Friday, May 01, 2015

Botanical Garden (Part of Kinabalu Park and Poring Hot Spring Tour) @ Sabah [East Malaysia]

Climbing Mount Kinabalu was not on my agenda and the closest i ever got to the sacred mountain was actually at a Botanical Garden at Kinabalu Park.

I figured a short walk in the cool highlands would be sufficient and i bet the rest of the seven members in my tour group had that exact same sentiment when they signed up for the day trip.

Hailing from a little red dot in Southeast Asia has its disadvantages; we have no lack of rainforests in our country and are also blessed with a good sized botanic gardens (that might possibly be awarded UNESCO World Heritage Site).

Thankfully, we had Priscilla (the local guide) who took pains to explain interesting facts of the flora in the garden to us ignorant urbanites.

As it wasn't the flowering season, there was honestly not a lot to show us except for the green towering mass surrounding us. 

By the way, we had yet to arrive at the botanical garden.

Main entrance of Mount Kinabalu Botanical Garden; situated at about 1,500 meters above sea level, this was still pretty low compared to mountain climbers who would start at a higher 1,800 meters which was about four kilometers away. 

I am happy so far with the climb i made and have absolutely no complaint! Actually, one of the main reasons for not attempting the climb to the peak of Mount Kinabalu was the healing period post-descent which could take two days! 

Time could be spent in better ways. Whatever the case, there was supposedly a charge for entry to the fenced up garden but our tour package had already included the admission charge of RM 5 for foreigners. 

The highlands are blessed with many orchid species although what we can see in the wild cannot be on the same scale as purposed built gardens. For those crazy about orchids, you may consider the National Orchid Garden in Singapore; note that it could be extremely hot and humid.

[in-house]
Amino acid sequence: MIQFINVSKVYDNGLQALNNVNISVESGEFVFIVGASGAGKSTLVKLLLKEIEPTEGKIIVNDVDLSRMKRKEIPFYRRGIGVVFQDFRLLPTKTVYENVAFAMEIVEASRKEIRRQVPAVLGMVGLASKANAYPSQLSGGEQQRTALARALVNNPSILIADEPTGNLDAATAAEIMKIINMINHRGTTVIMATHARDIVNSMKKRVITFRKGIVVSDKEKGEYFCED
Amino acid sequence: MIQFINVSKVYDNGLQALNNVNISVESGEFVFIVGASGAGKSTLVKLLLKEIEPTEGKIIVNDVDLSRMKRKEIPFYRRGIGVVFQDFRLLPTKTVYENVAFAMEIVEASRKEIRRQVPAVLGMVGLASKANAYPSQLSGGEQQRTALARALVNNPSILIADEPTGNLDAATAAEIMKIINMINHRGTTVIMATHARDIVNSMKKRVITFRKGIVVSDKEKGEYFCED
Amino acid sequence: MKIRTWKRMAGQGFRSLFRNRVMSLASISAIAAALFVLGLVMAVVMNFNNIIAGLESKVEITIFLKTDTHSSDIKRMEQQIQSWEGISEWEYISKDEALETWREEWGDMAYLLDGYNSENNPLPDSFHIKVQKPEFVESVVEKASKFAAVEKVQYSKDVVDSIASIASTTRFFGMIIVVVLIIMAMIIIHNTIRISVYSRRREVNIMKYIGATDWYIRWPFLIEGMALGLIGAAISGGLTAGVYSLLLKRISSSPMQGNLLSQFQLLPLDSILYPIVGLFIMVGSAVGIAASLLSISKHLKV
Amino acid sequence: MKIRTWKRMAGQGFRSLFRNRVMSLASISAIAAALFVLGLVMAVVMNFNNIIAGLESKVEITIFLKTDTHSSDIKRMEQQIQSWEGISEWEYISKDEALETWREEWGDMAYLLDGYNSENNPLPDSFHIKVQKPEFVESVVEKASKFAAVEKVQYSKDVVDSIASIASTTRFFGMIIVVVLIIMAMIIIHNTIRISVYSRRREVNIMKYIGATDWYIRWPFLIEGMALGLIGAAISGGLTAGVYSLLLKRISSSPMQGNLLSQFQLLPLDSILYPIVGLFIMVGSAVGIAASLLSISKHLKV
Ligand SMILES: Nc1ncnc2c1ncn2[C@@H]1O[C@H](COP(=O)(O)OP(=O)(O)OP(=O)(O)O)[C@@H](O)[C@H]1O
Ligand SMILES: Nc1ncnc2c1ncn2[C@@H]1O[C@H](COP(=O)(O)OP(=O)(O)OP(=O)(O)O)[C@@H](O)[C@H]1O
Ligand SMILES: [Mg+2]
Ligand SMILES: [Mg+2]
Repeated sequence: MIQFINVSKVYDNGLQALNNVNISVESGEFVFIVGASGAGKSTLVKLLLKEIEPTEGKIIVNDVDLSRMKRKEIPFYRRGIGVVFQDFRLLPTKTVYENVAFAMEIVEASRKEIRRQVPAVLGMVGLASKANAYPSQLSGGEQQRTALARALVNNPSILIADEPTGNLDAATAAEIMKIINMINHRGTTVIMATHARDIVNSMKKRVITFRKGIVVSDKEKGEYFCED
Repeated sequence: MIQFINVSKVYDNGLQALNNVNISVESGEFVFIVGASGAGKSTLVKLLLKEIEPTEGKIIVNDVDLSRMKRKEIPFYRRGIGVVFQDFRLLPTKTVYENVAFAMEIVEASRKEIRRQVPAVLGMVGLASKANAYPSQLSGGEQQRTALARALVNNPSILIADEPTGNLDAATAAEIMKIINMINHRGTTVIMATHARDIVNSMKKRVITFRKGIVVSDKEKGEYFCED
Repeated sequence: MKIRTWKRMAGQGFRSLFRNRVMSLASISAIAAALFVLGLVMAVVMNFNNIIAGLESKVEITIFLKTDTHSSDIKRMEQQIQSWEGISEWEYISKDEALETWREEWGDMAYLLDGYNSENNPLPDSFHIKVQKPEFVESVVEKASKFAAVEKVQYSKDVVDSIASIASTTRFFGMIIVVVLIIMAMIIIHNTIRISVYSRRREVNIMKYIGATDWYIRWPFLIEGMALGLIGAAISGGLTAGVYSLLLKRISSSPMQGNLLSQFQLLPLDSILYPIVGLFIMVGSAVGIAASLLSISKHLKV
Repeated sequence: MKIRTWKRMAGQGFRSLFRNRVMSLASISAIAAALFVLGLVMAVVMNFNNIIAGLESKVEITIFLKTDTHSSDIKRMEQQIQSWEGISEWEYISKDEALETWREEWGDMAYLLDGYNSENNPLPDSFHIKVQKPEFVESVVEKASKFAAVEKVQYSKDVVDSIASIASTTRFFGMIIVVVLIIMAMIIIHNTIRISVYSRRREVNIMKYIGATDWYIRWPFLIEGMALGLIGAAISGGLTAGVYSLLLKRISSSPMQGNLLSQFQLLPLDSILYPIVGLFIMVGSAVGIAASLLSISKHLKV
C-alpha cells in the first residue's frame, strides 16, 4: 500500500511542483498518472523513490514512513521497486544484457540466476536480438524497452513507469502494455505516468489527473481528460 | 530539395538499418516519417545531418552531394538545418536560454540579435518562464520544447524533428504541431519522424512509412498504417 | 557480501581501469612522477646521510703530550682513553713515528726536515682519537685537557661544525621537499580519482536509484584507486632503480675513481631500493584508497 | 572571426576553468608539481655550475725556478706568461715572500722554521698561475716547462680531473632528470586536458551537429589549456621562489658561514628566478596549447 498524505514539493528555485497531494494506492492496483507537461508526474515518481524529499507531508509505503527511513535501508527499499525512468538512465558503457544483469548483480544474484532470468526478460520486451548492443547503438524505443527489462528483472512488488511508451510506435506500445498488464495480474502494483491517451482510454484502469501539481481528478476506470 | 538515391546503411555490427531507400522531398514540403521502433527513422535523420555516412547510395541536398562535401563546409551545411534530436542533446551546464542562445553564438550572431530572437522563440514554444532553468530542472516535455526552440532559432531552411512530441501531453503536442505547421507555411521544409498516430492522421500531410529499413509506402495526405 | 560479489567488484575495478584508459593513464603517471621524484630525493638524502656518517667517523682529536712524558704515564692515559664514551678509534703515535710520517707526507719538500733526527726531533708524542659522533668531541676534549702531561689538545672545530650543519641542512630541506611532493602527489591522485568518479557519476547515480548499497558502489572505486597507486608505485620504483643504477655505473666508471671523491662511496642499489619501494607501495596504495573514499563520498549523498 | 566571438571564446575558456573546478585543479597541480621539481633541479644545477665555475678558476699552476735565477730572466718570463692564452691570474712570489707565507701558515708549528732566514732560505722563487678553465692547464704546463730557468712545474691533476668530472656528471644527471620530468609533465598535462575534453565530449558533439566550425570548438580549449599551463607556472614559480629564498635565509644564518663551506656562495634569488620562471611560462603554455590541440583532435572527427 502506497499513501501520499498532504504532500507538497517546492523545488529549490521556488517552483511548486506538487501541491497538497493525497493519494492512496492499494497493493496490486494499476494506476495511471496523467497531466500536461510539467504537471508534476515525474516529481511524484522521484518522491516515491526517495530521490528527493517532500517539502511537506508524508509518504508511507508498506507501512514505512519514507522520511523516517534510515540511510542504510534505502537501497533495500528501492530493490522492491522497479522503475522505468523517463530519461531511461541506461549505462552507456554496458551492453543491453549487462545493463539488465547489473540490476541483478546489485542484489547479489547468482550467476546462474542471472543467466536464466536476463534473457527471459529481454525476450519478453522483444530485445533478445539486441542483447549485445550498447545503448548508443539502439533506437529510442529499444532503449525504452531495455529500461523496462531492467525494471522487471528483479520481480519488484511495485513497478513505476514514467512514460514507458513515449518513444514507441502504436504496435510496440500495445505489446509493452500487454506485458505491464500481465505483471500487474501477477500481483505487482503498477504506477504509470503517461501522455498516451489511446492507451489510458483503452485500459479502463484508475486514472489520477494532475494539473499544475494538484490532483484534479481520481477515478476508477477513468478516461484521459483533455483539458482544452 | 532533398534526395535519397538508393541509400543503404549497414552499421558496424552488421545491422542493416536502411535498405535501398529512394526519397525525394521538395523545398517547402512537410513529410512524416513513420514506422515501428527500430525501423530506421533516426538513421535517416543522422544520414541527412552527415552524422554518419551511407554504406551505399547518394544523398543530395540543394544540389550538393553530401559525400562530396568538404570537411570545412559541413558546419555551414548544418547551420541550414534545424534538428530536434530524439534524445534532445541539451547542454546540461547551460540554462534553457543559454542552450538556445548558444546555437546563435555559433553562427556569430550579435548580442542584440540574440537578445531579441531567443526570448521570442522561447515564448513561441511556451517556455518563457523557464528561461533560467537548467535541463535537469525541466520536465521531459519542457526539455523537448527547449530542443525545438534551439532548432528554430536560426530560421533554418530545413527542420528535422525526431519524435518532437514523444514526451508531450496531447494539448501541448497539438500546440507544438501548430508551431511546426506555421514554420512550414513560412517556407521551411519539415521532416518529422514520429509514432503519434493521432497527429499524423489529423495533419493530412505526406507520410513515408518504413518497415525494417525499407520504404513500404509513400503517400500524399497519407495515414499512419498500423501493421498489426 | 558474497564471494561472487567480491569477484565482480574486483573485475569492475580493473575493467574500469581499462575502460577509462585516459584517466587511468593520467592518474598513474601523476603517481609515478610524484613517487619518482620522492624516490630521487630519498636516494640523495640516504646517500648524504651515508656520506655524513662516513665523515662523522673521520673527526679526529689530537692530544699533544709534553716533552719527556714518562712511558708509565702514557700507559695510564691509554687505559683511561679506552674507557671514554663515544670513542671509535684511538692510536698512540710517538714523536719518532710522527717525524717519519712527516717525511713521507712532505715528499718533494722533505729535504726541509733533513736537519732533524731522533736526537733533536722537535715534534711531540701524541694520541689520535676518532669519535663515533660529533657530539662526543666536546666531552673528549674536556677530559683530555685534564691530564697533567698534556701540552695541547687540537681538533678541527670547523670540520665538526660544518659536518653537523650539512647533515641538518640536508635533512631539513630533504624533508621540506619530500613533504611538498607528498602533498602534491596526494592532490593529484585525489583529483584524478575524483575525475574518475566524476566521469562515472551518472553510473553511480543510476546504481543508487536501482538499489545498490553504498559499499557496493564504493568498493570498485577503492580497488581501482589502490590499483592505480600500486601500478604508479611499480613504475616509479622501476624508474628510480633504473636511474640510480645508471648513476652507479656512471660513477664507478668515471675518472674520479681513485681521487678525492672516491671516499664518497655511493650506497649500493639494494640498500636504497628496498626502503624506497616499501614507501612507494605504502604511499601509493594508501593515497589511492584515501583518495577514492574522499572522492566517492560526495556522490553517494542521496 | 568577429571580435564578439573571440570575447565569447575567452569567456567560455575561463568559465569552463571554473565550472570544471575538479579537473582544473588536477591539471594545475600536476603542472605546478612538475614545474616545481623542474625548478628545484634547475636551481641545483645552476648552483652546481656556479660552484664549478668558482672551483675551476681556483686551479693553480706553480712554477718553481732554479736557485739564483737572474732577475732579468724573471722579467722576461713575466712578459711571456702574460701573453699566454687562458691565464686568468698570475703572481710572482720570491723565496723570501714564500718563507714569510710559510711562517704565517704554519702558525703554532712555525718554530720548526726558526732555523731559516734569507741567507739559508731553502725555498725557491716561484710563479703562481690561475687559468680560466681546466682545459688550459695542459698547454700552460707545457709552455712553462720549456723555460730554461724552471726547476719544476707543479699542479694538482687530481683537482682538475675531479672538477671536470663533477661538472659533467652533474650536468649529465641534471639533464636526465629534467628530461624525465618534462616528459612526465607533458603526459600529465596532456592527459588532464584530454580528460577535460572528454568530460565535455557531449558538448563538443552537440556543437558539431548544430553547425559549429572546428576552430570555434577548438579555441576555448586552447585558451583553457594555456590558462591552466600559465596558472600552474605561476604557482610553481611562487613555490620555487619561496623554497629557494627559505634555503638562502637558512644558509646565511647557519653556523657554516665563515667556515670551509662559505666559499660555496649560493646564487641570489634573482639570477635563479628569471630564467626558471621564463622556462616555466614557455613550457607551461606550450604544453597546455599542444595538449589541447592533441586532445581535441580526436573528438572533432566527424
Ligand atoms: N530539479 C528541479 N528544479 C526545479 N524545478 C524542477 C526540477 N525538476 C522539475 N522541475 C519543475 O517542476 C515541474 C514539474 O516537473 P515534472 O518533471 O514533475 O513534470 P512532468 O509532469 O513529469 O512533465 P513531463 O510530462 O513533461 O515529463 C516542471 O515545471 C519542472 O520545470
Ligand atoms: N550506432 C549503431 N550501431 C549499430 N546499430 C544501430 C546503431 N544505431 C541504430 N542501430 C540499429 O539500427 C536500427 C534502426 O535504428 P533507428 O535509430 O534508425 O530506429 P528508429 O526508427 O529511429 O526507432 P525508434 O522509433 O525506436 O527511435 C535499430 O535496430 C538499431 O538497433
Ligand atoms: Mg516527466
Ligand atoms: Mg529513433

Squirrel tail grass - an apt name for a plant. Should the colour be brown, i bet many people could have mistaken them for the real thing.

Crossing a bridge. 

As it had not been raining for quite a while, the riverbed was dry with hardly any noticeable life forms; it might have been more mesmerizing otherwise.

Information panels were put up at some locations but their assistance was severely limited compared to a personal guided tour. Talking about a guided tour, you could gather at the entrance of the botanical garden at 9am, 11.50am and 2.50am where a guide would bring you around. 

After a while, i got bored. Although Priscilla had been enthusiastic and managed to point out some plants to us, what i experienced was similar to a nature walk in Singapore! I had a way more invigorating time at Mossy Forest in Cameron Highlands.

This fruit is used a type of henna plant even though its usage isn't for tattoo. For the tribes in Sabah, its intense colour was used as dye for clothing. 

Rattan - Priscilla explained to the Caucasian tourists that this vine is heavily utilised to make furniture in Southeast Asia. I had to add that the kids in the region would also remember it, albeit fearfully as a cane used for physical punishment! 

Vibrant flowers that added splashes of colour to the generally green surrounding.

Once you got into the garden, do not expect to have any sheltered pavilion where you can take a breather; frankly, the garden was rather small. 

Bring along an umbrella in case it rains!  

Figs! 

Pitcher plant -it was said that the water in pitcher plant was not drinkable unless they are found at a height of about 2,500 meters in the mountains. I am unsure how true it is since my mom ever told me that monkeys in Singapore drink from the pitcher plants and as we all know, the highest natural point in Singapore is only about 168 meters.

Ferns!

Known as kerosene fruit, it was commonly used locally by the villagers as a source of fuel! Someone should conduct an extensive research on it as a replacement for the expensive petroleum we are paying for!


Broken heart leaves even though i personally thought the shape was more like a butterfly than a heart broken into two. 


Seems like a periwinkle flower; we planted loads of this in our kampong backyard although kids were always warned not to touch the milky secretion when we plucked the flowers as it was poisonous! 

Looked like a mini lantern flower.

A moth or a butterfly? 

Morning dew on moss. 

End of tour. I would be blunt here in my review; it was a tad boring for me but i could not help it as i had been to quite a few rainforest tours. There were some new insightful information though; like the kerosene flower. 

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Map
As above


For the summarised itinerary of my 7 days, 6 nights Kota Kinabalu (Sabah) trip, please click here

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